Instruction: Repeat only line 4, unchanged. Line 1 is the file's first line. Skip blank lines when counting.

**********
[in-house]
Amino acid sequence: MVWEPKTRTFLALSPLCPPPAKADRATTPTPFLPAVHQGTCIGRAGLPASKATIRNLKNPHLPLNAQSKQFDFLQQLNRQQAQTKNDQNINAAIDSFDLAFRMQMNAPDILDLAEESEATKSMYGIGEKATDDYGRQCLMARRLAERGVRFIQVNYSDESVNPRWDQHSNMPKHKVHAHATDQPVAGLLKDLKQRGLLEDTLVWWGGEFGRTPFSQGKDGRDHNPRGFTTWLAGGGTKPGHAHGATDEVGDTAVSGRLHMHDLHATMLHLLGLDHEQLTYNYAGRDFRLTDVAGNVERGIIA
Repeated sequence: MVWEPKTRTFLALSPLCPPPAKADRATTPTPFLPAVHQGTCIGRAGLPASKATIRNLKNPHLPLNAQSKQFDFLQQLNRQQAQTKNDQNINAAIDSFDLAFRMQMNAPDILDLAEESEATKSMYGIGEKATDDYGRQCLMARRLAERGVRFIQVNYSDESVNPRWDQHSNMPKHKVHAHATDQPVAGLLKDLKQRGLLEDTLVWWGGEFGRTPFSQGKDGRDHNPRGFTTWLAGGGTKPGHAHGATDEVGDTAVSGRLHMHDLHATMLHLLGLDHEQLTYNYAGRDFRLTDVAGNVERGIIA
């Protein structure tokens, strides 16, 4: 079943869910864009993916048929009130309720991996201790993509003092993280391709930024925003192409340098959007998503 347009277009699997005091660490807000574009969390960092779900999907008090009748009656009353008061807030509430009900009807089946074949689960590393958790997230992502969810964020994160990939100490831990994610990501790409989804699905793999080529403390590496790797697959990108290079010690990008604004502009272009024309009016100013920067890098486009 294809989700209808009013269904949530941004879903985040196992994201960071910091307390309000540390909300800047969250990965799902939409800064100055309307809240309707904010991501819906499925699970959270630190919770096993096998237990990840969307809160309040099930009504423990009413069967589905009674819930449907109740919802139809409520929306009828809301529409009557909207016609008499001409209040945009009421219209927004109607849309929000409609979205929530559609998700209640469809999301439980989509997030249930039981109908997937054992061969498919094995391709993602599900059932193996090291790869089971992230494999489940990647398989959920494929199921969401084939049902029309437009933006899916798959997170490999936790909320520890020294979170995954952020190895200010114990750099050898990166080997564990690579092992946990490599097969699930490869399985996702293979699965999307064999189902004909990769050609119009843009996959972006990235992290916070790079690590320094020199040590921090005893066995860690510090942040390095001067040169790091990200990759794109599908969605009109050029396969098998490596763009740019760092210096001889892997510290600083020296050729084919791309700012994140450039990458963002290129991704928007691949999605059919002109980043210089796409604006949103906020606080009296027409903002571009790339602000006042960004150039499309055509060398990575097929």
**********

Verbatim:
């Protein structure tokens, strides 16, 4: 079943869910864009993916048929009130309720991996201790993509003092993280391709930024925003192409340098959007998503 347009277009699997005091660490807000574009969390960092779900999907008090009748009656009353008061807030509430009900009807089946074949689960590393958790997230992502969810964020994160990939100490831990994610990501790409989804699905793999080529403390590496790797697959990108290079010690990008604004502009272009024309009016100013920067890098486009 294809989700209808009013269904949530941004879903985040196992994201960071910091307390309000540390909300800047969250990965799902939409800064100055309307809240309707904010991501819906499925699970959270630190919770096993096998237990990840969307809160309040099930009504423990009413069967589905009674819930449907109740919802139809409520929306009828809301529409009557909207016609008499001409209040945009009421219209927004109607849309929000409609979205929530559609998700209640469809999301439980989509997030249930039981109908997937054992061969498919094995391709993602599900059932193996090291790869089971992230494999489940990647398989959920494929199921969401084939049902029309437009933006899916798959997170490999936790909320520890020294979170995954952020190895200010114990750099050898990166080997564990690579092992946990490599097969699930490869399985996702293979699965999307064999189902004909990769050609119009843009996959972006990235992290916070790079690590320094020199040590921090005893066995860690510090942040390095001067040169790091990200990759794109599908969605009109050029396969098998490596763009740019760092210096001889892997510290600083020296050729084919791309700012994140450039990458963002290129991704928007691949999605059919002109980043210089796409604006949103906020606080009296027409903002571009790339602000006042960004150039499309055509060398990575097929």